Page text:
Through the evolutionary stages of my thinking, I have concluded that the role of the designer should be the bearer of social responsibility, a seer of the trends in society, and an ethical leader. What age are we living in at present? After thousands of years of agricultural civilization, and a couple of hundred years of global industrialization which have exceeded the human output of all previous history, people now possess an over-abundance of things, and yet, in our super-commercialized world, have desires that are ever harder to satisfy. This is a world of the exceeding polarization of rich and poor, a world of conflict and never-ending wars. Now, in the 21st century, after 200 years of industrial over-development we have to face a deepening environmental crisis caused by short-sightedness and a radicalization of human activity, while the Internet has made the world smaller.

Our resources are running out, while our desires are proliferating. Cultural variety and regional diversity are being assimilated through economic globalisation. Traditional craftsmanship is disappearing from our daily life, and can now only be found in museum exhibits. Through these tremendous social changes, my country is undergoing a heart-breaking loss of tradition for the sake of an irresponsible pursuit of the future.

Faced with such a world, designers should no longer continue the pursuit of profit and efficiency, which characterized the industrial age. Einstein once said that to overcome a crisis is to stop thinking in the same means by which the crisis was caused. In the 21st century, the designer should not be showing off their personality and encouraging consumers to follow short-term trends. The crisis we are talking about is not regional or national. The environmental issues are only the symptom of an inner weakness that brings about such disasters. We cannot escape the consequences caused by our own short-sightedness, selfishness, greed and narrow-mindedness. The only positive result of the environmental crisis is to bring the whole world together, for the first time in the history, to resolve the problem together. Every one of us is an equal part of the solution, without exception. The crisis makes people aware that we are one, whether in a developed or developing country, whether rich or poor, whether in a big city or remote country. Designers, who are the creators of the living environment, must no longer isolate themselves and indulge in luxury and dreams. If you have ever seen the real world, you will realize the need for designers to take on new responsibilities. The age of individualism is coming to an end, while the age of commonality and mutual growth is beginning. This is a question of survival, and the transcendence of human nature.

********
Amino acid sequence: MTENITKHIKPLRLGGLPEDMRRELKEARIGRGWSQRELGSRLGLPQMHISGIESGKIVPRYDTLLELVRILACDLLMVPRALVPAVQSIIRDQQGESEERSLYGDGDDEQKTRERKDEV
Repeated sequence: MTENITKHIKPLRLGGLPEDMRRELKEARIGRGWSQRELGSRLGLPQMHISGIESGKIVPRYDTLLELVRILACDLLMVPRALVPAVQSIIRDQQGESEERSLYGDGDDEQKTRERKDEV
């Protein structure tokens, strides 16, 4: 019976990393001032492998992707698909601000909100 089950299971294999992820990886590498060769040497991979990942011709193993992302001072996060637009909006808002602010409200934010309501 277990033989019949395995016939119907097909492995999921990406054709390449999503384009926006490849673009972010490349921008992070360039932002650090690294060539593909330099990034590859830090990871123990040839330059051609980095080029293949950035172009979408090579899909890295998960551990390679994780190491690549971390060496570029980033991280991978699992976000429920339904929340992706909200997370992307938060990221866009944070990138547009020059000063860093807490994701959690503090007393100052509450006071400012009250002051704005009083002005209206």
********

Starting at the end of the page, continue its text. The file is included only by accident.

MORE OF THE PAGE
As a designer, I conclude that I have the following responsibilities:
A- Ecological responsibility (the responsibility to the future) that a designer should think about the possible damage to the ecosystem caused by the production process, stop making environmentally unfriendly commodities, use natural resources frugally and make recyclable products for the benefit of long-term sustainable development.
B- Ethical responsibility (the responsibility to the present) means that a designer’s sensibility and creativity should not only be used as a profession, but also as a social role to raise awareness. Designers should have their own attitude, rather than simply follow the tastes of consumers. They have the responsibility not to over-design, but to express properly, not to over-stimulate people’s desire and promote blind consumption in the pursuit of profit. The most admirable quality in the social role of the designer is honesty. You should not you’re your soul for fame or profit.
C- Responsibility to pass on cultural heritage (the responsibility to the past), as we are living in a world of the abundant wisdom of generations past which we should protect and pass on to future generations, instead of cutting off the tradition in our own time. Our cultural inheritance is not to be put in museums, but to interpenetrate our daily lives, to revitalize old traditions through living creativity.
Above all, my understanding of clothing and the designer’s role comes from my exploration of the values of the world and human life, which has become my long-lasting creative drive. I truly believe this pursuit of the meaning of life and spiritual values has kept me going. To create, to me, is a long process of self-cultivation, not in view of a distant goal, but step-by-step. I am devoted to creating the most essential, the simplest living, while pursuing the richest spiritual life.
Ma Ke